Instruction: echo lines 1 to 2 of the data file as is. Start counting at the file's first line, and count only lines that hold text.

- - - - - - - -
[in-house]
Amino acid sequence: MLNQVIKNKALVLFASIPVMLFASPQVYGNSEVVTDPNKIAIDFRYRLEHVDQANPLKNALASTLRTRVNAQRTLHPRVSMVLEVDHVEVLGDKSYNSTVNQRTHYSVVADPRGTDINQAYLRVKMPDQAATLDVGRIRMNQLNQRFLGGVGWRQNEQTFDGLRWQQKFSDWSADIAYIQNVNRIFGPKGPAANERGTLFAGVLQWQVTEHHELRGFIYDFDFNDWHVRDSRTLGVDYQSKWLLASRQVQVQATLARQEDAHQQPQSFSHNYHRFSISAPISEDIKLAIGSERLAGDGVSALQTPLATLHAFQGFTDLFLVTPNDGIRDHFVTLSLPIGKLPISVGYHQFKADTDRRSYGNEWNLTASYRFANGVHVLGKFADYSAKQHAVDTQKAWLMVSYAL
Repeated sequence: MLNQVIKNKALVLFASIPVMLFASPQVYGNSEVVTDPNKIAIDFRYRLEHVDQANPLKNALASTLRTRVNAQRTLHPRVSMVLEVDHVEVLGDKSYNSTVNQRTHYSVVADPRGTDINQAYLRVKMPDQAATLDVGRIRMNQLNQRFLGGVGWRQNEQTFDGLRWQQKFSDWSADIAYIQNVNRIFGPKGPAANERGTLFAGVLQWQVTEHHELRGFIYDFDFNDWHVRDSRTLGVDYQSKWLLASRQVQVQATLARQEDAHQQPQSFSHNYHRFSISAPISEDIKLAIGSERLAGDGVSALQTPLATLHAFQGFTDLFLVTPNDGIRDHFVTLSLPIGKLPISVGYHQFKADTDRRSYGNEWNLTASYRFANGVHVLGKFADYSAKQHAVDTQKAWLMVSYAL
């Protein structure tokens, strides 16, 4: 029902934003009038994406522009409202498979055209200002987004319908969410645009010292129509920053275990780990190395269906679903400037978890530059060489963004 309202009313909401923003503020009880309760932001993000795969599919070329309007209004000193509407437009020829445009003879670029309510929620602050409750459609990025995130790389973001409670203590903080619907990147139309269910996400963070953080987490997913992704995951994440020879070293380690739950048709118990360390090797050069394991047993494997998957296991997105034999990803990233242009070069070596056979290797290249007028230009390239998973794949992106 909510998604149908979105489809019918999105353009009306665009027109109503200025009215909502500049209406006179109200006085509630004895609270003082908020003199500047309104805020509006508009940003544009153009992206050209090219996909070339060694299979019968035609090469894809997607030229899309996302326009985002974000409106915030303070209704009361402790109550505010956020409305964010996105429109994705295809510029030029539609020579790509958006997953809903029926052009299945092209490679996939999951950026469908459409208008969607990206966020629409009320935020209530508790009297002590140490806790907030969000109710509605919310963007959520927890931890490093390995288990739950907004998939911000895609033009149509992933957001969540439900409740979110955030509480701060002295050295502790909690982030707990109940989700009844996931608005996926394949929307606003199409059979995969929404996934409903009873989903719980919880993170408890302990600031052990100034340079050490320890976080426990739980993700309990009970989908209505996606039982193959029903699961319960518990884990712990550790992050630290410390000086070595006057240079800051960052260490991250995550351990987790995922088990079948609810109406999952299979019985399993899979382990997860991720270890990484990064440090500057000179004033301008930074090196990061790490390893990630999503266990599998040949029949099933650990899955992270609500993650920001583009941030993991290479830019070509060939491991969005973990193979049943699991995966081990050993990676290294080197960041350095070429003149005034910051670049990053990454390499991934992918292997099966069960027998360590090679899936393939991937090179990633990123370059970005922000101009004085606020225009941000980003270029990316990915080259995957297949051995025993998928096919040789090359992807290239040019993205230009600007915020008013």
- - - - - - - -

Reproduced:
[in-house]
Amino acid sequence: MLNQVIKNKALVLFASIPVMLFASPQVYGNSEVVTDPNKIAIDFRYRLEHVDQANPLKNALASTLRTRVNAQRTLHPRVSMVLEVDHVEVLGDKSYNSTVNQRTHYSVVADPRGTDINQAYLRVKMPDQAATLDVGRIRMNQLNQRFLGGVGWRQNEQTFDGLRWQQKFSDWSADIAYIQNVNRIFGPKGPAANERGTLFAGVLQWQVTEHHELRGFIYDFDFNDWHVRDSRTLGVDYQSKWLLASRQVQVQATLARQEDAHQQPQSFSHNYHRFSISAPISEDIKLAIGSERLAGDGVSALQTPLATLHAFQGFTDLFLVTPNDGIRDHFVTLSLPIGKLPISVGYHQFKADTDRRSYGNEWNLTASYRFANGVHVLGKFADYSAKQHAVDTQKAWLMVSYAL